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|S&P 500||-8.96 to 1,969.95|
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|Gold||-$3.10 to $1,300.20|
|Crude Oil||-$0.79 to $100.88|
Mike Larson, Money and Markets columnist and editor of the Safe Money Report, is out today. Mark Najarian, the managing editor of Money and Markets, is filling in …
If you’d been living on another planet the past couple of years, you probably wouldn’t be surprised that the U.S. and Russia are involved in a war of words, or that there doesn’t seem to be any peace in sight in the Middle East, or by the recent technological and Internet advances.
But what might have shocked you is the relative health of the U.S. automobile industry. A few years ago, General Motors was forced to take a government bailout to avoid bankruptcy. Ford Motor Co. just barely was able to fight off collapse without taking public money. And Chrysler filed for Chapter 11 and went through a series of owners until Italy’s Fiat took over.
Now to the present. … GM and Ford recently reported second-quarter earnings. While they weren’t spectacular, after having a few days to dig deeper into the data, analysts are seeing the numbers as evidence that the companies appear to be on a solid road to full recovery.
(DISCLOSURE: The author has a small personal holding in Ford shares and has had for more than 20 years.)
Ford in its second-quarter earnings posted a 6 percent rise in net profit to $1.3 billion, or 32 cents a share, up from 30 cents a share in the year-ago period. Excluding some “separation” costs in Europe (mainly layoffs in the U.K. and Greece) and a charge for its unprofitable venture in Russia, it made 40 cents a share, beating the 36 cents forecast by analysts.
|Stripping out costs related to recalls, GM’s second-quarter earnings met analyst expectations.|
But, in a good sign for its biggest market, Ford said it had a record pretax profit of $2.4 billion in North America. It actually had lower vehicle sales, but lower materials prices and increased parts and accessories sales helped boost the results. Its operating margin in North America rose to 11.6 percent from 10.6 percent a year earlier.
And in an encouraging sign for future growth, it reported strong sales in China. Overall in Asia, its earnings rose 22 percent to $159 million. Not massive but a good rise given the massive potential in the region.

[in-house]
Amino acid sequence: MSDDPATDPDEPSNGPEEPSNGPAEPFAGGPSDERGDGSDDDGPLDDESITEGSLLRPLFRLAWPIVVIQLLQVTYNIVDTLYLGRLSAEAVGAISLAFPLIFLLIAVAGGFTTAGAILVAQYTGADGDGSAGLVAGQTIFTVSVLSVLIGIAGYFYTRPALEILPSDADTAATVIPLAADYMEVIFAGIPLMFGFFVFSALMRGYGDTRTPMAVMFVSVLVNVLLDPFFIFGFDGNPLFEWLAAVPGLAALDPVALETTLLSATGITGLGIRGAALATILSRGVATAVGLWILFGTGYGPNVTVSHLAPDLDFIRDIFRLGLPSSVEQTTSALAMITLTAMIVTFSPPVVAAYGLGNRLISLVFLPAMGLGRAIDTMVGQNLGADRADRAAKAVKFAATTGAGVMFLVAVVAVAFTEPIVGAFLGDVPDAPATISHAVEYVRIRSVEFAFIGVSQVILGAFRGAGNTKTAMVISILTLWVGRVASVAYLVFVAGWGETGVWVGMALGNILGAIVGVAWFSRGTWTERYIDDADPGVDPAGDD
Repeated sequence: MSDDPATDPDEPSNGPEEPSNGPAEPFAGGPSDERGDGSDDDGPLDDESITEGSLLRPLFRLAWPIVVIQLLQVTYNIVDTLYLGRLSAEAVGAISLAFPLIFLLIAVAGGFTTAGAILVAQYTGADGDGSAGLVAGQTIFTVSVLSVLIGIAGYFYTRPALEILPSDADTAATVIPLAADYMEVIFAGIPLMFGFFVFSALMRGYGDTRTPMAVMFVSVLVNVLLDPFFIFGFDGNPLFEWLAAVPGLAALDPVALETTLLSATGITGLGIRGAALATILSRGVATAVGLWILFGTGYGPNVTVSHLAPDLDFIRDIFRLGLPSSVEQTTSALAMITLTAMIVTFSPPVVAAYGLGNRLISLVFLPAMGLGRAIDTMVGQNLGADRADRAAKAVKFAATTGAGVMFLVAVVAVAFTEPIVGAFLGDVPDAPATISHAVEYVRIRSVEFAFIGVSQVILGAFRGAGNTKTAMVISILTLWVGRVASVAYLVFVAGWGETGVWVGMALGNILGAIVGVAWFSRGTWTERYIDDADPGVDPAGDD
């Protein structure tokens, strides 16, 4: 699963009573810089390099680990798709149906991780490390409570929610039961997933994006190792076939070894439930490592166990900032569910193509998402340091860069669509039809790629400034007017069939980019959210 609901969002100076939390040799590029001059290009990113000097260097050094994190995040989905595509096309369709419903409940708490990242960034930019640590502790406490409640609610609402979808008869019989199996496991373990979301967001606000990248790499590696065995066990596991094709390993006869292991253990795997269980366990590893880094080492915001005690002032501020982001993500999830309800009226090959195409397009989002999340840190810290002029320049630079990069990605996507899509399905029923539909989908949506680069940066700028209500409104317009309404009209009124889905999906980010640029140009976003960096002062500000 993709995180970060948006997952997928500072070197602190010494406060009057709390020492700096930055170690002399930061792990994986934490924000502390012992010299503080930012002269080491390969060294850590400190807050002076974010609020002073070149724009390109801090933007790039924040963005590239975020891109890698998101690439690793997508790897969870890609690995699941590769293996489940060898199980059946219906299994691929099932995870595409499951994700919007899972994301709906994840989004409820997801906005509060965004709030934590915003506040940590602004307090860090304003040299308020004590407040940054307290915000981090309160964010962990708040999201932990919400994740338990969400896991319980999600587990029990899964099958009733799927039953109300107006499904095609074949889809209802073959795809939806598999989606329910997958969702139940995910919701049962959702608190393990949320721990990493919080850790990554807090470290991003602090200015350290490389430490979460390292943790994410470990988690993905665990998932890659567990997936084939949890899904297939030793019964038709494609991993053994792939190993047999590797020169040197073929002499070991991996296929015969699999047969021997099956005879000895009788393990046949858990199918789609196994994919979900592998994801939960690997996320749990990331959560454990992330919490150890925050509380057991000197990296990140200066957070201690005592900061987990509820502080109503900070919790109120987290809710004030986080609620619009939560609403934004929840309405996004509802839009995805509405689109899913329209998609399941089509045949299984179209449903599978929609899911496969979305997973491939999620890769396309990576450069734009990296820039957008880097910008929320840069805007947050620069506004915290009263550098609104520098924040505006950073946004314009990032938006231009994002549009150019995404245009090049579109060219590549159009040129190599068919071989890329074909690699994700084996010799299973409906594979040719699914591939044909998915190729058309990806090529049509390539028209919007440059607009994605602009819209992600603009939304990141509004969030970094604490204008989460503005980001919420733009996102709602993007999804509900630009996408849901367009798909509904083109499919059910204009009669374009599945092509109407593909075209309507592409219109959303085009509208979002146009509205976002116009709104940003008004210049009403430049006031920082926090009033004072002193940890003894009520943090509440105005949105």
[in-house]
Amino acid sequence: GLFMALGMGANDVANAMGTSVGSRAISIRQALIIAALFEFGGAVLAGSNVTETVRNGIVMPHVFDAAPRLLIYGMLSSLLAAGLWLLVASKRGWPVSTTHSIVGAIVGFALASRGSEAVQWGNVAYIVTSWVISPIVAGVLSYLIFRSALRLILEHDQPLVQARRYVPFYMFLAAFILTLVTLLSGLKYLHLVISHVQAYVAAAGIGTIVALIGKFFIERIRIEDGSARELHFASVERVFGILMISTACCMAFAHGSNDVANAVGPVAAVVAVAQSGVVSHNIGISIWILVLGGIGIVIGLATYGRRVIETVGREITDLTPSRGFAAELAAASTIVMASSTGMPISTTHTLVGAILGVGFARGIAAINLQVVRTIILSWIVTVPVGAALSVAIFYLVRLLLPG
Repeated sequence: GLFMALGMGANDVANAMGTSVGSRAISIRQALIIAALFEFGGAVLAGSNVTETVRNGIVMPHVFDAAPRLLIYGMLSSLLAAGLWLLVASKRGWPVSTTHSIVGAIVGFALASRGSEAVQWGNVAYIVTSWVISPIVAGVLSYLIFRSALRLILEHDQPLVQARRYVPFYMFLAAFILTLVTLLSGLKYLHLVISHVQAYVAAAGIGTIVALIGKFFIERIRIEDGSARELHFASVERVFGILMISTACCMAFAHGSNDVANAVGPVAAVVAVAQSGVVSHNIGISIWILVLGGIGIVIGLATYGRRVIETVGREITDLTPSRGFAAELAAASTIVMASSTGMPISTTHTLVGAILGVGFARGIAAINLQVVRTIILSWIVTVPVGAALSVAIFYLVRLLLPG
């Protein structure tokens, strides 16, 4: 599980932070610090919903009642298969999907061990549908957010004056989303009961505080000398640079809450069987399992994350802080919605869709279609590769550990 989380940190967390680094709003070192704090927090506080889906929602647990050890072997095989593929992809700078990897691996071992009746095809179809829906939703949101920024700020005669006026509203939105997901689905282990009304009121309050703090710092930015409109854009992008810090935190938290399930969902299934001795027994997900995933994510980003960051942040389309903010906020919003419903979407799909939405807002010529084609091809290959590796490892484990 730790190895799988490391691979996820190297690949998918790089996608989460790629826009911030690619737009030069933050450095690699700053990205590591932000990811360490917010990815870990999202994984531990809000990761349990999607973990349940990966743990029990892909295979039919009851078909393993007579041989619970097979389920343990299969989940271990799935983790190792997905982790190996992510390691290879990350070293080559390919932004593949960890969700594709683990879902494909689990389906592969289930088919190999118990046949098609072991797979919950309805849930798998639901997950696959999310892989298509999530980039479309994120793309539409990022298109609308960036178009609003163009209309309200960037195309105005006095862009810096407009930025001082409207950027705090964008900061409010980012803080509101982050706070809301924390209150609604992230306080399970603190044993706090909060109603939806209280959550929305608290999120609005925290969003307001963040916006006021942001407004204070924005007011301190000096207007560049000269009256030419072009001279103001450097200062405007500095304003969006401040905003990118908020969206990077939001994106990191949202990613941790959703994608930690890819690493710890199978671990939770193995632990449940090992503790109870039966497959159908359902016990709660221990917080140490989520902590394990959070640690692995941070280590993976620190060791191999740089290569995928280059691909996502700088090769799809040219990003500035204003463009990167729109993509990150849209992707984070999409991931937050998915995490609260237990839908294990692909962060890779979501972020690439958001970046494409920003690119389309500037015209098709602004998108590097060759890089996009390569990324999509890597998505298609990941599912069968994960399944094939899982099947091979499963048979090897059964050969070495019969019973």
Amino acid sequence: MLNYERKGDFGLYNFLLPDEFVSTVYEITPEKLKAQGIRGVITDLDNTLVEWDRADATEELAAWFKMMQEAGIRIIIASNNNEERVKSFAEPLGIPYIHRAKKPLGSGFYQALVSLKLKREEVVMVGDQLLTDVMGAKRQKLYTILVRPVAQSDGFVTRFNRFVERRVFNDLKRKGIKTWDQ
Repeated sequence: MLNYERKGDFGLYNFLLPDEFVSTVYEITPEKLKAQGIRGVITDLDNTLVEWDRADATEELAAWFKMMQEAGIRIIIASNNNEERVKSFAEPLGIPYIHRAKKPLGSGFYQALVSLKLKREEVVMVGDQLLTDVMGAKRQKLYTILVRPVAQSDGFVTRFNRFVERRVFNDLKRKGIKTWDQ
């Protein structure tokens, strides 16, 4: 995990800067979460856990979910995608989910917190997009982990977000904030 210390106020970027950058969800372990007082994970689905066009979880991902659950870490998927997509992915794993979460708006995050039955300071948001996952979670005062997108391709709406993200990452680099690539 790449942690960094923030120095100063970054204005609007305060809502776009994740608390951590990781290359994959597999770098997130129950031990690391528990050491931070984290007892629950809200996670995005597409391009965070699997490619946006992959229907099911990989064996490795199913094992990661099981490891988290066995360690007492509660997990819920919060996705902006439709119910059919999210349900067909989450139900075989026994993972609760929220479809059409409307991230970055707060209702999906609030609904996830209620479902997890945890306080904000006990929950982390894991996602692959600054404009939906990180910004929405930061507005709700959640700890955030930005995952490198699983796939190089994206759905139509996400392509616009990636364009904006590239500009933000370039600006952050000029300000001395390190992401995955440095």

At GM, on the surface, at least, the numbers might sound troubling. It said second-quarter profit fell 85 percent to $190 million. But it also said that costs related to recalls — nearly 30 million vehicles — cut $1.5 billion from the profit number.
“Dig deeper into the data, analysts are seeing the numbers as evidence that the companies appear to be on a solid road to full recovery.”
GM said it’s confident those costs will drop to more normal levels going forward. Of course, there have been comments from the company in that vein previously only to later announce more recalls, so caution is key here. Still, without one-time items, GM would have had earnings per share of 58 cents, meeting analyst expectations.
The “underlying strength of GM is quite amazing,” Michelle Krebs, senior auto industry analyst at autotrader.com, told Bloomberg TV. “GM would’ve had an outstanding quarter if not for the recall costs.” She added that consumers were not being frightened off by the media reports of recalls and are still buying GM products.
Mandeep Singh Rai, a senior analyst at Weiss Research, agreed that the U.S. auto industry appears to be on a sustainable uptrend.
“Auto sales have been rising,” he noted. “The automakers have been able to turn around as aging cars — which are less efficient and don’t have updated technologies — are being traded in for newer, more efficient models with better fuel economy and those that are less in need of repairs, as well as cars that have satellite radio, Bluetooth and other higher-tech offerings.